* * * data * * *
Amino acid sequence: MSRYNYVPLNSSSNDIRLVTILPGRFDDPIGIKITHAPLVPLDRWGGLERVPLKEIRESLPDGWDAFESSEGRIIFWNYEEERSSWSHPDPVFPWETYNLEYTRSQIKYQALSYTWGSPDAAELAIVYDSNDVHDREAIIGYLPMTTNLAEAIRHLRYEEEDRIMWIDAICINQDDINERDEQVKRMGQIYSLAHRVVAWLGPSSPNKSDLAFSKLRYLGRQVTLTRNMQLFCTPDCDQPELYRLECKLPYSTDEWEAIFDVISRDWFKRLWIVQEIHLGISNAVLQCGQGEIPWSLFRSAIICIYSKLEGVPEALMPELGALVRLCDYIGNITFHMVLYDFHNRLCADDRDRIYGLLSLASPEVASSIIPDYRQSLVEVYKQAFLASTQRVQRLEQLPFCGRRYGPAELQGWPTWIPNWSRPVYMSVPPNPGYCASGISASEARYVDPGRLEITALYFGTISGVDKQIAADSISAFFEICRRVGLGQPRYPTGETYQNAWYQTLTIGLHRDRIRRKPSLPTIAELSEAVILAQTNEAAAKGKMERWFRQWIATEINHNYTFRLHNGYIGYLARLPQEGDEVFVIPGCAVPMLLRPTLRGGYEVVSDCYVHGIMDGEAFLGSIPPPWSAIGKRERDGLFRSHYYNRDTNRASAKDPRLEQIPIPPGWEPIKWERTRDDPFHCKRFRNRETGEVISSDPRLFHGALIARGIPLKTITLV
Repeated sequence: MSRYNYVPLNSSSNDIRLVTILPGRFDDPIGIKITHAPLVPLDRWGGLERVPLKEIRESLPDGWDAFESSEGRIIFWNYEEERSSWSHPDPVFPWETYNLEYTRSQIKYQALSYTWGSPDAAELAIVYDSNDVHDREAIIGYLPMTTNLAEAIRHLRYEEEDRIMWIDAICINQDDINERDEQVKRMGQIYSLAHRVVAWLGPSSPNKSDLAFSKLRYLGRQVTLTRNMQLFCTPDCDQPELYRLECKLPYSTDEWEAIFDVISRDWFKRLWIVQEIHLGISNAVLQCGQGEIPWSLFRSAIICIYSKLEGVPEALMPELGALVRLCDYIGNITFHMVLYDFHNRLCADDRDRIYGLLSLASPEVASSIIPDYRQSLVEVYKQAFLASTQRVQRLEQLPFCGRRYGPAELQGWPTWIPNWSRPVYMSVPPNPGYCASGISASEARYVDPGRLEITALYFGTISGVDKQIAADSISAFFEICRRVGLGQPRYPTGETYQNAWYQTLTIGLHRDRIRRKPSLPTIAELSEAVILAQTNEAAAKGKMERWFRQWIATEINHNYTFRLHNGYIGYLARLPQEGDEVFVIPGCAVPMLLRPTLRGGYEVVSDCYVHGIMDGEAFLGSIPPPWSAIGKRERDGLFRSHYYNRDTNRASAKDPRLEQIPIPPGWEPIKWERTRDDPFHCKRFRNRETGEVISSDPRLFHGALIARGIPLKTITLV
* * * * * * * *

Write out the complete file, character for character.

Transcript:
Amino acid sequence: MSRYNYVPLNSSSNDIRLVTILPGRFDDPIGIKITHAPLVPLDRWGGLERVPLKEIRESLPDGWDAFESSEGRIIFWNYEEERSSWSHPDPVFPWETYNLEYTRSQIKYQALSYTWGSPDAAELAIVYDSNDVHDREAIIGYLPMTTNLAEAIRHLRYEEEDRIMWIDAICINQDDINERDEQVKRMGQIYSLAHRVVAWLGPSSPNKSDLAFSKLRYLGRQVTLTRNMQLFCTPDCDQPELYRLECKLPYSTDEWEAIFDVISRDWFKRLWIVQEIHLGISNAVLQCGQGEIPWSLFRSAIICIYSKLEGVPEALMPELGALVRLCDYIGNITFHMVLYDFHNRLCADDRDRIYGLLSLASPEVASSIIPDYRQSLVEVYKQAFLASTQRVQRLEQLPFCGRRYGPAELQGWPTWIPNWSRPVYMSVPPNPGYCASGISASEARYVDPGRLEITALYFGTISGVDKQIAADSISAFFEICRRVGLGQPRYPTGETYQNAWYQTLTIGLHRDRIRRKPSLPTIAELSEAVILAQTNEAAAKGKMERWFRQWIATEINHNYTFRLHNGYIGYLARLPQEGDEVFVIPGCAVPMLLRPTLRGGYEVVSDCYVHGIMDGEAFLGSIPPPWSAIGKRERDGLFRSHYYNRDTNRASAKDPRLEQIPIPPGWEPIKWERTRDDPFHCKRFRNRETGEVISSDPRLFHGALIARGIPLKTITLV
Repeated sequence: MSRYNYVPLNSSSNDIRLVTILPGRFDDPIGIKITHAPLVPLDRWGGLERVPLKEIRESLPDGWDAFESSEGRIIFWNYEEERSSWSHPDPVFPWETYNLEYTRSQIKYQALSYTWGSPDAAELAIVYDSNDVHDREAIIGYLPMTTNLAEAIRHLRYEEEDRIMWIDAICINQDDINERDEQVKRMGQIYSLAHRVVAWLGPSSPNKSDLAFSKLRYLGRQVTLTRNMQLFCTPDCDQPELYRLECKLPYSTDEWEAIFDVISRDWFKRLWIVQEIHLGISNAVLQCGQGEIPWSLFRSAIICIYSKLEGVPEALMPELGALVRLCDYIGNITFHMVLYDFHNRLCADDRDRIYGLLSLASPEVASSIIPDYRQSLVEVYKQAFLASTQRVQRLEQLPFCGRRYGPAELQGWPTWIPNWSRPVYMSVPPNPGYCASGISASEARYVDPGRLEITALYFGTISGVDKQIAADSISAFFEICRRVGLGQPRYPTGETYQNAWYQTLTIGLHRDRIRRKPSLPTIAELSEAVILAQTNEAAAKGKMERWFRQWIATEINHNYTFRLHNGYIGYLARLPQEGDEVFVIPGCAVPMLLRPTLRGGYEVVSDCYVHGIMDGEAFLGSIPPPWSAIGKRERDGLFRSHYYNRDTNRASAKDPRLEQIPIPPGWEPIKWERTRDDPFHCKRFRNRETGEVISSDPRLFHGALIARGIPLKTITLV